Is your ‘heavy lifting’ more emotional than physical?

Many people are discovering that the source of their exhaustion today is not the physical work they’re doing, or even the mental work, but instead it’s all the emotional labor they do to manage their emotions and the emotions of their customers, coworkers, bosses and family members. We often hear the comment, “I don’t know why I’m so tired, I didn’t DO anything today.” What people mean is,  “I didn’t produce any physical, tangible results today. All I did was put out fires all day so why am I so tired?”

The source of this perceptual error is not fully understanding how much our work life has changed in the last 50 years. I remember the first time I read about the shift in the nature of work we do in a book by Peter Drucker in the early 1990s. He was the first to bring to my attention the magnitude of our societal shift from making and moving goods to what he called “Knowledge Work”.

In 2005, Dan Pink wrote “A Whole New Mind” in which he brought forward the key insights of a Princeton study on the changing nature of work and the skills necessary to succeed in the new world of work. The key developments researched in the Princeton study, and published in “The New Division of Labor” in 2004, have to do with how jobs are evolving based on increasing computerization of certain kinds of rule-based work (algorithmic). From this research, Pink identified five key areas that humans bring a unique advantage that is difficult to computerize: Design, Story, Symphony, Empathy, Play, and Meaning. (See more Dan Pink )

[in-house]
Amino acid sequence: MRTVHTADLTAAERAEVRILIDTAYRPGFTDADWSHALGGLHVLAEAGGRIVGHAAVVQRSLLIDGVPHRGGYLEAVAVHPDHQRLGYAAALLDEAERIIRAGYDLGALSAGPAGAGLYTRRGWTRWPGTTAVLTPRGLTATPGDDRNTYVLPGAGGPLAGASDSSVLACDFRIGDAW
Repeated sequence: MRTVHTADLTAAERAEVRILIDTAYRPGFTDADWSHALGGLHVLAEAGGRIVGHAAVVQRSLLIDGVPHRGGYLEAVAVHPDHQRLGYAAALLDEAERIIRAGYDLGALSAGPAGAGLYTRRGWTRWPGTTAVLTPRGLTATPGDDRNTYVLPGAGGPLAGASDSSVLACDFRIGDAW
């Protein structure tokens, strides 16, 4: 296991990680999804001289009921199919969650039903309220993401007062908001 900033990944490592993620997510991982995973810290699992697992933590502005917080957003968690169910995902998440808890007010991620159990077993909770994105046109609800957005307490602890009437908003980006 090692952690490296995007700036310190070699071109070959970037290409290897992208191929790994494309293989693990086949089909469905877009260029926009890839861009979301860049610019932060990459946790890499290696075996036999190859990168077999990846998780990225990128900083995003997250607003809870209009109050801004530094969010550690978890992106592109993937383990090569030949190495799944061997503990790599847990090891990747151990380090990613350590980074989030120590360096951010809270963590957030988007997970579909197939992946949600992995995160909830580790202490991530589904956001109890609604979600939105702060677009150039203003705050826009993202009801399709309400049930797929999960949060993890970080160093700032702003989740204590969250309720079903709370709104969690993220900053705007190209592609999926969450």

In Pink’s next book, “Drive” he continued to explore the change in work from the perspective of motivation. He described two categories of work: algorithmic work and heuristic. In algorithmic work the process is defined and the end product is produced by following a series of instructions down a single pathway to one outcome. Because this rules-based work can be well defined in a controlled environment it has been easy to computerize.  Heuristic work is what we do when the rules can not be specified in advance and there is no step-by-step process for producing the desired result. Each event requires problem-solving and adapting to a unique set of conditions. Clearly this makes it much harder to write algorithms to automate the work.

In the research Pink reviews, it becomes clear that algorithmic work and heuristic work need two different types of motivation. Algorithmic work still uses “carrot and stick” motivational strategies to produce either physical or emotional labor while heuristic work requires intrinsic motivation, internally driven motivation. Research has identified three distinct forms of intrinsic motivation: Autonomy, Mastery and Purpose.

Emotional Labor, the new work most of us are doing, can be motivated with either kind of motivation, depending on how the person is producing emotional labor. There are two ways to produce emotional labor: surface acting and deep acting. Surfacing acting is a rehearsed, often scripted, presentation of behavior (flight attendants saying, “Thank you for flying Delta” as we exit) that can feel ‘robotic’ to both the sender and receiver. This form of emotional labor is algorithmic and motivated by ‘carrot and stick’ strategies. The deep acting form of emotional labor requires intrinsic motivation to produce the desired behavior because we have to shift our internal emotional state to produce the desired behavior. In order to make that shift, you have to want to, for your own reasons. “Wanting to” is another way to think about intrinsic motivation.

We are just beginning to understand the skills, talents and motivational strategies for Emotional Labor and it’s clearly important for the future of work and workers. Learn more below in either the narrated client presentation or the edoc.






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